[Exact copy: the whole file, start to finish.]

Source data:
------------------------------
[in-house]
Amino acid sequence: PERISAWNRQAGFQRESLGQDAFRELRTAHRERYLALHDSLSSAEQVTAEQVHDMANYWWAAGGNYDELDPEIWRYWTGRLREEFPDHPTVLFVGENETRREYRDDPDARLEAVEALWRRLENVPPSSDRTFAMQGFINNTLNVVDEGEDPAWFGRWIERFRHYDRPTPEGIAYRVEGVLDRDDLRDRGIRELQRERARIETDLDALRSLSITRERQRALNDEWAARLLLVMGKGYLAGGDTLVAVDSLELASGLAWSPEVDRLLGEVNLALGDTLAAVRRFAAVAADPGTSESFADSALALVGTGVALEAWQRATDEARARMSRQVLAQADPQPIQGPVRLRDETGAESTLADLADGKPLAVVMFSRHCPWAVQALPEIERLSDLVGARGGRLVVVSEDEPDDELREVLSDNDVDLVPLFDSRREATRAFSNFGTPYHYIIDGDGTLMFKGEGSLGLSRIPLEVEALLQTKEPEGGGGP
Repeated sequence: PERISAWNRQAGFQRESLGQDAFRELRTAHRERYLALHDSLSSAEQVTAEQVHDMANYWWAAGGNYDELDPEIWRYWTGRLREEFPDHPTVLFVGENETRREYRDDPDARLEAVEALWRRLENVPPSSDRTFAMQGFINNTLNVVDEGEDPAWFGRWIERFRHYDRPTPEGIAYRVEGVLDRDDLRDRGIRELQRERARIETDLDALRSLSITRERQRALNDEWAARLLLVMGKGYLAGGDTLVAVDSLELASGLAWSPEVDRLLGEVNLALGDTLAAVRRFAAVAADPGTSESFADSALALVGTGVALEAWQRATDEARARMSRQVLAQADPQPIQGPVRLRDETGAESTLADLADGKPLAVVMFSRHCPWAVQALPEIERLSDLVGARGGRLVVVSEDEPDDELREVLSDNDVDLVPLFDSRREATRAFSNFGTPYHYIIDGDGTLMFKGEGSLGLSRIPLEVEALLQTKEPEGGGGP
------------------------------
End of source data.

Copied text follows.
[in-house]
Amino acid sequence: PERISAWNRQAGFQRESLGQDAFRELRTAHRERYLALHDSLSSAEQVTAEQVHDMANYWWAAGGNYDELDPEIWRYWTGRLREEFPDHPTVLFVGENETRREYRDDPDARLEAVEALWRRLENVPPSSDRTFAMQGFINNTLNVVDEGEDPAWFGRWIERFRHYDRPTPEGIAYRVEGVLDRDDLRDRGIRELQRERARIETDLDALRSLSITRERQRALNDEWAARLLLVMGKGYLAGGDTLVAVDSLELASGLAWSPEVDRLLGEVNLALGDTLAAVRRFAAVAADPGTSESFADSALALVGTGVALEAWQRATDEARARMSRQVLAQADPQPIQGPVRLRDETGAESTLADLADGKPLAVVMFSRHCPWAVQALPEIERLSDLVGARGGRLVVVSEDEPDDELREVLSDNDVDLVPLFDSRREATRAFSNFGTPYHYIIDGDGTLMFKGEGSLGLSRIPLEVEALLQTKEPEGGGGP
Repeated sequence: PERISAWNRQAGFQRESLGQDAFRELRTAHRERYLALHDSLSSAEQVTAEQVHDMANYWWAAGGNYDELDPEIWRYWTGRLREEFPDHPTVLFVGENETRREYRDDPDARLEAVEALWRRLENVPPSSDRTFAMQGFINNTLNVVDEGEDPAWFGRWIERFRHYDRPTPEGIAYRVEGVLDRDDLRDRGIRELQRERARIETDLDALRSLSITRERQRALNDEWAARLLLVMGKGYLAGGDTLVAVDSLELASGLAWSPEVDRLLGEVNLALGDTLAAVRRFAAVAADPGTSESFADSALALVGTGVALEAWQRATDEARARMSRQVLAQADPQPIQGPVRLRDETGAESTLADLADGKPLAVVMFSRHCPWAVQALPEIERLSDLVGARGGRLVVVSEDEPDDELREVLSDNDVDLVPLFDSRREATRAFSNFGTPYHYIIDGDGTLMFKGEGSLGLSRIPLEVEALLQTKEPEGGGGP